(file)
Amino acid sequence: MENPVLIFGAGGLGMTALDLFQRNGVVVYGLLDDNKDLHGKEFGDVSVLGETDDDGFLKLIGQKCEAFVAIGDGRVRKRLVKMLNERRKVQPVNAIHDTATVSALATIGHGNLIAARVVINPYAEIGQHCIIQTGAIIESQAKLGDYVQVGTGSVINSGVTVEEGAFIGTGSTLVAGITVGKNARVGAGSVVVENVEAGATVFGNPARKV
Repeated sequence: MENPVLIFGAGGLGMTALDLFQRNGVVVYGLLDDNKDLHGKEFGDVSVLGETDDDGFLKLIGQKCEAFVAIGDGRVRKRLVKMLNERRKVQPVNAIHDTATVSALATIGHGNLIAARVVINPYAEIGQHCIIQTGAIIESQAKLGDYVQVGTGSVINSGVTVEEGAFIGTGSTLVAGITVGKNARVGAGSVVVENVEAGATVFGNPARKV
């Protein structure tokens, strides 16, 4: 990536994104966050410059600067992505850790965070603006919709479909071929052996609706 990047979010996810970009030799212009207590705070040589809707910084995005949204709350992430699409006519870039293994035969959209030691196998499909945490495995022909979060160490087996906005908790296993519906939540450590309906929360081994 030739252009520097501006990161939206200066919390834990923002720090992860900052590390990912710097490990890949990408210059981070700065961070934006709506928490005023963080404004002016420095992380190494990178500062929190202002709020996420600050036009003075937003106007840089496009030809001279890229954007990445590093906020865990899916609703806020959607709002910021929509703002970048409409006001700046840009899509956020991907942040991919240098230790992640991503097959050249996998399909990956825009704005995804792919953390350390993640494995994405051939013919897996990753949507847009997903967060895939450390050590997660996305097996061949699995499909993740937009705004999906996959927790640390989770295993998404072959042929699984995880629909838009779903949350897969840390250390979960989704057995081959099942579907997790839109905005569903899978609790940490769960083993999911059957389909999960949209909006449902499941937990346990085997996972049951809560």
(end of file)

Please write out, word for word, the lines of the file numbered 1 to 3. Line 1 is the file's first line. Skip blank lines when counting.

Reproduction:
Amino acid sequence: MENPVLIFGAGGLGMTALDLFQRNGVVVYGLLDDNKDLHGKEFGDVSVLGETDDDGFLKLIGQKCEAFVAIGDGRVRKRLVKMLNERRKVQPVNAIHDTATVSALATIGHGNLIAARVVINPYAEIGQHCIIQTGAIIESQAKLGDYVQVGTGSVINSGVTVEEGAFIGTGSTLVAGITVGKNARVGAGSVVVENVEAGATVFGNPARKV
Repeated sequence: MENPVLIFGAGGLGMTALDLFQRNGVVVYGLLDDNKDLHGKEFGDVSVLGETDDDGFLKLIGQKCEAFVAIGDGRVRKRLVKMLNERRKVQPVNAIHDTATVSALATIGHGNLIAARVVINPYAEIGQHCIIQTGAIIESQAKLGDYVQVGTGSVINSGVTVEEGAFIGTGSTLVAGITVGKNARVGAGSVVVENVEAGATVFGNPARKV
């Protein structure tokens, strides 16, 4: 990536994104966050410059600067992505850790965070603006919709479909071929052996609706 990047979010996810970009030799212009207590705070040589809707910084995005949204709350992430699409006519870039293994035969959209030691196998499909945490495995022909979060160490087996906005908790296993519906939540450590309906929360081994 030739252009520097501006990161939206200066919390834990923002720090992860900052590390990912710097490990890949990408210059981070700065961070934006709506928490005023963080404004002016420095992380190494990178500062929190202002709020996420600050036009003075937003106007840089496009030809001279890229954007990445590093906020865990899916609703806020959607709002910021929509703002970048409409006001700046840009899509956020991907942040991919240098230790992640991503097959050249996998399909990956825009704005995804792919953390350390993640494995994405051939013919897996990753949507847009997903967060895939450390050590997660996305097996061949699995499909993740937009705004999906996959927790640390989770295993998404072959042929699984995880629909838009779903949350897969840390250390979960989704057995081959099942579907997790839109905005569903899978609790940490769960083993999911059957389909999960949209909006449902499941937990346990085997996972049951809560």